Discovering the avant-guard
The impressive buildings of the West End epitomise the fabulous cultural edifice that is London. Galleries, theatres, cinemas and concert halls present masterpieces of art, music, drama and film. Museums heave with the cultural artifacts of other civilisations and of other times.
High art: Renaissance master; National Gallery; Queen Elizabeth Hall; Modern art; Theatre.
At 19 years old I was intimidated by this establishment culture. This might have been the pinnacle of the civilisation that had nurtured me but it hadn’t penetrated very far into the terraced streets of Selly Oak. Here was a cornucopia of sensation and stimulation that I had barely glimpsed before.
When I went to the National Gallery I was presented with Renaissance masterworks which dazzled but made no sense to this boy unable to decipher the myths or the religious symbols. I could just about grasp the sentimentality of a few Pre-Raphaelites which I had seen in Birmingham Art Gallery. If I went to the Tate Gallery, turning right after the entrance I was faced by a large canvas by David Bomberg of red, blue and white shapes (detail above). Having been subjected to no art education whatsoever, I was challenged to make sense of this meaningless abstraction.
These galleries were free to enter but tickets for theatres and concert halls were out of my price range, putting music and drama out of my reach. I would not have known what to choose anyway. I could not tell one composer from another or say anything about drama, except for schoolboy Shakespeare. I began to regret the opportunities I had missed at school although there had been no effort whatsoever to present art or music as interesting, let alone stimulating and enjoyable. I do not recall any discussion of art history, only some desultory lessons about how to draw a tree (upside down, to make the branches more natural). Music lessons were about the structure of symphonies but I do not recall being expected to actually listen to much music. I was never given the chance to learn any musical instrument. A teacher once played us an Ornette Coleman record but left the room frustrated by our incomprehension, calling us cultural morons.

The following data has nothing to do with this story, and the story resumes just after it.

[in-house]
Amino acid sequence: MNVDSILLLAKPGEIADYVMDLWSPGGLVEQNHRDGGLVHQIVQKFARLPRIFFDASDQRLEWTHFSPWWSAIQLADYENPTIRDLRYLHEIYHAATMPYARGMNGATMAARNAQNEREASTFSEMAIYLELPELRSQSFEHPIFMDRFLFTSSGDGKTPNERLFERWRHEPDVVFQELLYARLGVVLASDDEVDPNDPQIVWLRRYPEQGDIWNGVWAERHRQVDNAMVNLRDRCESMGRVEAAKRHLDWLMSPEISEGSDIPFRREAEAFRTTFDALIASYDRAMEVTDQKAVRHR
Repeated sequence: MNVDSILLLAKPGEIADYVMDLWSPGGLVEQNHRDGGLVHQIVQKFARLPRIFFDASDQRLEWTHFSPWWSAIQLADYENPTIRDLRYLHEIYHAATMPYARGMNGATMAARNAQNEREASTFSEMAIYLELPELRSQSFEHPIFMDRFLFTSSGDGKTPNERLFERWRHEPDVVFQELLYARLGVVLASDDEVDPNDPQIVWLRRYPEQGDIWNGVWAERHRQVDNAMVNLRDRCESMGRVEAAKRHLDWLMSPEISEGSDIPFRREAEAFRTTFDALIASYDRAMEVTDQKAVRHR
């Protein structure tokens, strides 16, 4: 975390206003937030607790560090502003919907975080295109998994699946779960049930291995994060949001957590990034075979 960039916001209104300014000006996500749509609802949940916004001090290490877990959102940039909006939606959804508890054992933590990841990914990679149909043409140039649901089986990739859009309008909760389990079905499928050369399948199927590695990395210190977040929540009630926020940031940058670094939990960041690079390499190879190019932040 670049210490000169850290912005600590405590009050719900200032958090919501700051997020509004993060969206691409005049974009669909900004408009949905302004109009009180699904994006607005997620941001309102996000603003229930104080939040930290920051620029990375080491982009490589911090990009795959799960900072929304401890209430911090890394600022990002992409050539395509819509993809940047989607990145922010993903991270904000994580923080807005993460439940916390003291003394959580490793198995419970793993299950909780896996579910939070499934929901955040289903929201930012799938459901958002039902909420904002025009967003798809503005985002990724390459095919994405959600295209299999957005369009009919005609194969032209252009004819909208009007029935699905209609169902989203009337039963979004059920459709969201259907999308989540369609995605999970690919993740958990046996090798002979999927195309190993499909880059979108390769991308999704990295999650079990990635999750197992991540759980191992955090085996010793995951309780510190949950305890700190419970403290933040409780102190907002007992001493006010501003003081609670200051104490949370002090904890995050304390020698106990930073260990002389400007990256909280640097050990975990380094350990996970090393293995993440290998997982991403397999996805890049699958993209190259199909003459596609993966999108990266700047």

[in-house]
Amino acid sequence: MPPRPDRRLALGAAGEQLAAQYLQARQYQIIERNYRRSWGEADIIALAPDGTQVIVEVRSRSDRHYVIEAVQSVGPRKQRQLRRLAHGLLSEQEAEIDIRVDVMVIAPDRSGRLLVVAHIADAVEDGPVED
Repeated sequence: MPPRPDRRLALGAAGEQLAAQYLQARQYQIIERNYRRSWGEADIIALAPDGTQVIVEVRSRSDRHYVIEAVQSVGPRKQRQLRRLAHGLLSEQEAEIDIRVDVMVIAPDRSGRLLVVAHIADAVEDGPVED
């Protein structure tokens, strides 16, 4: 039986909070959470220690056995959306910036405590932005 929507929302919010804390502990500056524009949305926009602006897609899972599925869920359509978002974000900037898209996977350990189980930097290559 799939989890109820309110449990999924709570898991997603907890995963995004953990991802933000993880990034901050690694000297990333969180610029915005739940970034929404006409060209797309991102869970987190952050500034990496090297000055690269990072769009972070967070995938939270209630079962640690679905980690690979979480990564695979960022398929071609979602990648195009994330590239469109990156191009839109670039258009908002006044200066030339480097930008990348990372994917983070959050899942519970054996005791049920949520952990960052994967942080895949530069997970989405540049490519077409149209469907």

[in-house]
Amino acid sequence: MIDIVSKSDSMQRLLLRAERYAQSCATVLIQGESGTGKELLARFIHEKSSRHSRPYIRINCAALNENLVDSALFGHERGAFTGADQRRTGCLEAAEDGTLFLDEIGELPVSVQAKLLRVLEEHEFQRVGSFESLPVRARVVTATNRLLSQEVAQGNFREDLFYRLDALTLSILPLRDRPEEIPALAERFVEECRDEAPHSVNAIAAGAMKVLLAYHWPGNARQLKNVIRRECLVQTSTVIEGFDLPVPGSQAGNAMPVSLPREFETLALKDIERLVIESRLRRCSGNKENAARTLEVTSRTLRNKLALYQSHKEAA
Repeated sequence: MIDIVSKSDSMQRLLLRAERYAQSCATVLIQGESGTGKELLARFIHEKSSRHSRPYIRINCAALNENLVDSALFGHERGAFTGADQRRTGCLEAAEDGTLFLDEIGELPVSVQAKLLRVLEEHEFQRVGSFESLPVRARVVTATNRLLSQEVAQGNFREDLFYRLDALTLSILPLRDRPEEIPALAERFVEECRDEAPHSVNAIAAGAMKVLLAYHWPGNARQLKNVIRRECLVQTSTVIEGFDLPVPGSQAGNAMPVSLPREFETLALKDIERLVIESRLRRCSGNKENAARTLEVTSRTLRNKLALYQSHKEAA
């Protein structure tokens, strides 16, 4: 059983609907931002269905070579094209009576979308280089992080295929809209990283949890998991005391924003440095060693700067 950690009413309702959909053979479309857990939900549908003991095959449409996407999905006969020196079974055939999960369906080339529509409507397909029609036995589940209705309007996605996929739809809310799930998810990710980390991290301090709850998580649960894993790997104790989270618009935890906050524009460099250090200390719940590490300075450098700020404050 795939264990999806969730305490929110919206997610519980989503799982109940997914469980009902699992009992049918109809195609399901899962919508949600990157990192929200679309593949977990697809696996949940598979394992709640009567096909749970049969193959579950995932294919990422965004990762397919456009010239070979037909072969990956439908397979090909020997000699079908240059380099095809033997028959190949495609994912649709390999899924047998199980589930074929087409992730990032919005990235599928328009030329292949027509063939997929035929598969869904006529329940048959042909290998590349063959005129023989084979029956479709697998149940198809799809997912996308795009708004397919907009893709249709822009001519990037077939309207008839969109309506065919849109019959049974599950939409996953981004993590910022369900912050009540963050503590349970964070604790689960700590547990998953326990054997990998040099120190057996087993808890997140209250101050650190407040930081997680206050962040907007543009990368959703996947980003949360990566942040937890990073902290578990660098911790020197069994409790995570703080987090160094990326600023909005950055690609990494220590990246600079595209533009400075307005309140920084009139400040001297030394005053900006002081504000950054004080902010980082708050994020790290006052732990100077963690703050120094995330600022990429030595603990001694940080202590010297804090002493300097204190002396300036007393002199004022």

Deprived of high culture by lack of access or ticket money, I learned how to find venues where entrance was cheap or free or with special offers for students. I would take whatever was on offer if my meagre grant would stretch to it. One such place was the French Institute in Kensington, not far from my college. Here I saw plays by Jean Anouilh and Jean Cocteau and films by Jean-Luc Godard. They were in French without subtitles but Chelsea Public Library might have an English translation.
Many of these venues presented contemporary or avant-garde performances which were more interesting to me than the established arts. I recall a play, if that is the correct word, at the Arts Lab in Drury Lane by a group calling themselves ‘The People Show’. More of a comedy sketch although the subject was suicide. There were similar, often improvised performances, at other venues such as Gandalf’s Garden in Chelsea.
Music, drama, painting.